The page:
Luckily, I catch this manually and add the appropriate commands to open and close the dust cover. (It ends up returning an absolutely perfect image.)

I save another science observation as well. Originally, it was our practice to call instrument-on and instrument-off sequences in the RP sequences. For instance, we'd place an instrument such as the MB and call the sequence that turned it on; later, we'd turn the first instrument off when switching to another instrument. For various reasons, we don't consistently do this any more, so it's reasonably common to have an IDD sequence that doesn't turn on the instrument it places. Instead, the master sequence -- the day's backbone -- will start or stop the instrument at the appropriate time.[2]

But today, after reviewing the master and IDD sequences, I realize something is missing. "Hey, did I miss it," I ask, "or did we not turn on the Moessbauer?"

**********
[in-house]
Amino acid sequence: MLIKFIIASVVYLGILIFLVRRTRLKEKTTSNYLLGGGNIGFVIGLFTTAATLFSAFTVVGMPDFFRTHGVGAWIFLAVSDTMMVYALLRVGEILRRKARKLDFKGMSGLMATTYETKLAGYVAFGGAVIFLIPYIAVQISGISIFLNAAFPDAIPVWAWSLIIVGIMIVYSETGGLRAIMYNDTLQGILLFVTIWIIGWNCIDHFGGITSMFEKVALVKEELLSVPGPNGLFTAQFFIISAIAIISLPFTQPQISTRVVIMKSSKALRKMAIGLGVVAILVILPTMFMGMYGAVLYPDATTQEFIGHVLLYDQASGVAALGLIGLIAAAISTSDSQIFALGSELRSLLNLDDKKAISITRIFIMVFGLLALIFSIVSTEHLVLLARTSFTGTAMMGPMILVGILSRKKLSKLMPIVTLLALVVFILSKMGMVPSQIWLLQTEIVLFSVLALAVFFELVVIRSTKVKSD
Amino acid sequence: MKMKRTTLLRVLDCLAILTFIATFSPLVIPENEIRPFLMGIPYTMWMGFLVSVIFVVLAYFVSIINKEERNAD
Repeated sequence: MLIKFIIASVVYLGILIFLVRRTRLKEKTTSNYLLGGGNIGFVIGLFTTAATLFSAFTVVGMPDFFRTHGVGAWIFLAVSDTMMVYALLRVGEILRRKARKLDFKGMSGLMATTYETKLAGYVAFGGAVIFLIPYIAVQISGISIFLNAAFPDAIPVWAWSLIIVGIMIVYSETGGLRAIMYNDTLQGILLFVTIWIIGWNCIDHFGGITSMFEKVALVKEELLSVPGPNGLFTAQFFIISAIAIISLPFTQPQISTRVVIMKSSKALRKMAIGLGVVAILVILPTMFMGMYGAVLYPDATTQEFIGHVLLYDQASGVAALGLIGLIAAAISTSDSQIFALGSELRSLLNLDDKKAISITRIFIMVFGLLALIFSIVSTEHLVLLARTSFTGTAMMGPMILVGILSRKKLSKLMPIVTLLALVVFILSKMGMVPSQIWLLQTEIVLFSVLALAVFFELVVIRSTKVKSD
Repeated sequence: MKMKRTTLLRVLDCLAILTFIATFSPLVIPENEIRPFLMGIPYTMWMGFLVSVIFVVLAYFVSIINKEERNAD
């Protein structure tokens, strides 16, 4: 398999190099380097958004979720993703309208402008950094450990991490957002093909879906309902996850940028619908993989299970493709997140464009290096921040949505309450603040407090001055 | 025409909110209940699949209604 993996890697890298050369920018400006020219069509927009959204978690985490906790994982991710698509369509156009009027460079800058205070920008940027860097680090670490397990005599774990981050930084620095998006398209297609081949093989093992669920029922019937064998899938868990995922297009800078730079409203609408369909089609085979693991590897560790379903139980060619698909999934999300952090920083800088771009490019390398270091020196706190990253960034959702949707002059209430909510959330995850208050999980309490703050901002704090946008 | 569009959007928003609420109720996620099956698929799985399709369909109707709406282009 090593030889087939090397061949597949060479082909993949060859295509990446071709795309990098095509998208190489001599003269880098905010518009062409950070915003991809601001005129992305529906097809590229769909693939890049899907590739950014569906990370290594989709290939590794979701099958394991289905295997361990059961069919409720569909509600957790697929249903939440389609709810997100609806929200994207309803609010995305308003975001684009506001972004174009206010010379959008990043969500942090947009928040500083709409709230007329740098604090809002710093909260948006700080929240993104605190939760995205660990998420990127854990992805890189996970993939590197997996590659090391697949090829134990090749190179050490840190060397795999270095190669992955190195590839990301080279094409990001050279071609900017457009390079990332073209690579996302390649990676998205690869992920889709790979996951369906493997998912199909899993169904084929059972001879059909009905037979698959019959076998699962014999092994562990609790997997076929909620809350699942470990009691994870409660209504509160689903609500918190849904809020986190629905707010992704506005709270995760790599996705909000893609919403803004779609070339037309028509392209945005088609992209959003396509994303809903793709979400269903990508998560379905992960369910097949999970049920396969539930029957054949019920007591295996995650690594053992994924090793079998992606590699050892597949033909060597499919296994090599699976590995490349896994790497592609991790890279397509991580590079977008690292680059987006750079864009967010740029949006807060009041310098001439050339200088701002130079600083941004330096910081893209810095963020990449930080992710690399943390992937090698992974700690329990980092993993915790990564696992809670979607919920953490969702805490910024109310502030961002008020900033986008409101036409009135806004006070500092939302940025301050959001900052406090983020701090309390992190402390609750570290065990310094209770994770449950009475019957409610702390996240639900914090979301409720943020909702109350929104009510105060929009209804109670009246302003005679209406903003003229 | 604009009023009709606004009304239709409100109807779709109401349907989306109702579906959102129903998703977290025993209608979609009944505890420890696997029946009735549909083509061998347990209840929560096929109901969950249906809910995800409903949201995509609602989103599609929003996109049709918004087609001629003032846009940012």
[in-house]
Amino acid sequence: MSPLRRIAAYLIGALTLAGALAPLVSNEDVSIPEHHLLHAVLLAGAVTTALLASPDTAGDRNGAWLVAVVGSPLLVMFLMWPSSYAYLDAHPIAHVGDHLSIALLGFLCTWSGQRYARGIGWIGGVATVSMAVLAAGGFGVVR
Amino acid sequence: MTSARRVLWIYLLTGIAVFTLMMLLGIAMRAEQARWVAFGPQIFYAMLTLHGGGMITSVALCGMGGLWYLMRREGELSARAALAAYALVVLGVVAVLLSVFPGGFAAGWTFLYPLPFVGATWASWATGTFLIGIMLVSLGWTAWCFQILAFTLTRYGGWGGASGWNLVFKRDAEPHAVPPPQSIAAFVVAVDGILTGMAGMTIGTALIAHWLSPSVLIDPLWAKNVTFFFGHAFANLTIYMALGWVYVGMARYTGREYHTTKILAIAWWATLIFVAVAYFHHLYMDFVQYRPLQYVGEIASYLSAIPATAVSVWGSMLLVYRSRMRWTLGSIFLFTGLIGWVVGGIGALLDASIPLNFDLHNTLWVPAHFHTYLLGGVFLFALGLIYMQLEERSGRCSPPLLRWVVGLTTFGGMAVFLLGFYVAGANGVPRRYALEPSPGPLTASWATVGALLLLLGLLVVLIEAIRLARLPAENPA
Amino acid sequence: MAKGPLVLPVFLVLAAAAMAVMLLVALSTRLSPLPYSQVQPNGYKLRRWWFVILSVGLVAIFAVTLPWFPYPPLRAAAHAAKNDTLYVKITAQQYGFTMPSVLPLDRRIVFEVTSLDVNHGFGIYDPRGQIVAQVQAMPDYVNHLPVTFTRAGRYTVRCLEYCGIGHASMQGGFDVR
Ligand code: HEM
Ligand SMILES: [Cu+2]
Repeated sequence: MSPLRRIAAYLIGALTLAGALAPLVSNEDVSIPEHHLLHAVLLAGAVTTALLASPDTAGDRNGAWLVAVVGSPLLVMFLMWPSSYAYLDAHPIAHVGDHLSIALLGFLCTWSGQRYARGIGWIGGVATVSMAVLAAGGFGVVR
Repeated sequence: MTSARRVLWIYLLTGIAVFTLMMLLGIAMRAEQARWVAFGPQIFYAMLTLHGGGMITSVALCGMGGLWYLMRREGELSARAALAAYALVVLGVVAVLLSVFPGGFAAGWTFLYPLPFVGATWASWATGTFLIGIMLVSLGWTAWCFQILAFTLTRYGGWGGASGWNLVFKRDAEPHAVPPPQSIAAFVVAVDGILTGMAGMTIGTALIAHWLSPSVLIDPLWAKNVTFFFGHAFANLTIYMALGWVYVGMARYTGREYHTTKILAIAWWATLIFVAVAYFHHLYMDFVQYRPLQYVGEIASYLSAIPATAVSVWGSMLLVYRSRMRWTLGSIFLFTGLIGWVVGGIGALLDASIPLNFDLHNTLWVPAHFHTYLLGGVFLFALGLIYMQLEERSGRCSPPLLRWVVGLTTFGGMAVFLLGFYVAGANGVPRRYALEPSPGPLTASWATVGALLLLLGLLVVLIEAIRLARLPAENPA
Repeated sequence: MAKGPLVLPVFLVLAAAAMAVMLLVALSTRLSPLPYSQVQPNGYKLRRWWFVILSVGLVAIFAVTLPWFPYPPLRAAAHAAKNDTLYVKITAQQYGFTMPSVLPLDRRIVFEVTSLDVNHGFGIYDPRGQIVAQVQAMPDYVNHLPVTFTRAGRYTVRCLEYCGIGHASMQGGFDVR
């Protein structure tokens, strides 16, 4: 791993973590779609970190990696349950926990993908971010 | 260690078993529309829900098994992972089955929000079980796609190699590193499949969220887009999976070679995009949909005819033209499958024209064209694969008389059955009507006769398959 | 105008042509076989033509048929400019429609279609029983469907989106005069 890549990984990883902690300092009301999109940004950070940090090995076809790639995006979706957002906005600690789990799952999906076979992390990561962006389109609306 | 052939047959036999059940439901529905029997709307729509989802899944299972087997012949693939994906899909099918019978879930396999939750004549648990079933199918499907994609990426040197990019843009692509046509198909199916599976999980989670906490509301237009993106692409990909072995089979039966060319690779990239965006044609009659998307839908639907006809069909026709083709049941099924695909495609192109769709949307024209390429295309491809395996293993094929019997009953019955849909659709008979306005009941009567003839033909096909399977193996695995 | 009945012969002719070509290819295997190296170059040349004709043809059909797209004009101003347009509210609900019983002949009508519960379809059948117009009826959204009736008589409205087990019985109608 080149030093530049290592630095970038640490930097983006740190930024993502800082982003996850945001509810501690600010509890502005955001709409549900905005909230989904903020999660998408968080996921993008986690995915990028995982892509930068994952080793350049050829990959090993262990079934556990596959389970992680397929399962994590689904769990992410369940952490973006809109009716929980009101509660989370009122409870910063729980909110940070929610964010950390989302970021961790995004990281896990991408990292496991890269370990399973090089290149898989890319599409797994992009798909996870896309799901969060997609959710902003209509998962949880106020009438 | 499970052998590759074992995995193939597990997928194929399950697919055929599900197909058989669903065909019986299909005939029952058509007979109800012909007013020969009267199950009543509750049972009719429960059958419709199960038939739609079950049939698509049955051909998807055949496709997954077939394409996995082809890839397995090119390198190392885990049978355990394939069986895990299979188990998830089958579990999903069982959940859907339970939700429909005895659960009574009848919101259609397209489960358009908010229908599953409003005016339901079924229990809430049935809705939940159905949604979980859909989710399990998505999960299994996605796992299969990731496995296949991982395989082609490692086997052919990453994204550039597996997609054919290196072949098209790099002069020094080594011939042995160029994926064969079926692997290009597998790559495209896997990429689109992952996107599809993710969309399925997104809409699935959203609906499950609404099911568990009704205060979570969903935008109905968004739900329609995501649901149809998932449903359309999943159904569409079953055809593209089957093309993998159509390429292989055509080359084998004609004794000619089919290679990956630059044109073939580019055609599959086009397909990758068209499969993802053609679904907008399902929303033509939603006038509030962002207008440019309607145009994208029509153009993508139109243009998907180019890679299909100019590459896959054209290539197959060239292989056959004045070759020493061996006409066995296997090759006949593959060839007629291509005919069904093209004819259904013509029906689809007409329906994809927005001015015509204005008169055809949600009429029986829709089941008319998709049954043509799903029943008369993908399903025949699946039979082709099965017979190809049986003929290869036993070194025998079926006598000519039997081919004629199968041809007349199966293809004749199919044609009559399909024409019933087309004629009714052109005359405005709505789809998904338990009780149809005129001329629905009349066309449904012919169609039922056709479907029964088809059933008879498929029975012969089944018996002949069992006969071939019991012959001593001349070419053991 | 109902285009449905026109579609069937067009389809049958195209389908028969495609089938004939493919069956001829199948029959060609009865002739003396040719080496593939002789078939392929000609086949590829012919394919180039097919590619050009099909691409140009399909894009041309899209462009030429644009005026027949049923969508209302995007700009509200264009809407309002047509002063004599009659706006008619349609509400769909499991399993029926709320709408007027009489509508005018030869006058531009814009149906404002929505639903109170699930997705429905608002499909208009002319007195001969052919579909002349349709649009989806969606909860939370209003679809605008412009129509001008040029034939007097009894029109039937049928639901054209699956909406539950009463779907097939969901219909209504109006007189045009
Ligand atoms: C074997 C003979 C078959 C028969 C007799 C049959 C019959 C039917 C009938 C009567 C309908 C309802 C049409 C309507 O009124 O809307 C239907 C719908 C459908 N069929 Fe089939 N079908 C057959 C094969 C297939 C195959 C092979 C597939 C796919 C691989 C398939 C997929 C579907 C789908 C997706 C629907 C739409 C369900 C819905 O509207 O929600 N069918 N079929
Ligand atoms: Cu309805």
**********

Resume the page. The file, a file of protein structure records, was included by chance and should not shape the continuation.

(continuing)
Nope. We did not.

"That would have been embarrassing," I say wryly. One trivial change later, and I've saved a twelve-hour science experiment.

So even though planning three sols keeps us here late, I'm in a good mood. I always am, when I know I've earned the paycheck.

[Next post: sol 265, October 1.]


[1] Sadly, on both vehicles, the dust cover has now accumulated so much dust that it is opaque. Better the dust cover than the lens itself, though.

[2] Now we always do it that way. It's easier to make sure you're getting something right when you do it the same way all the time.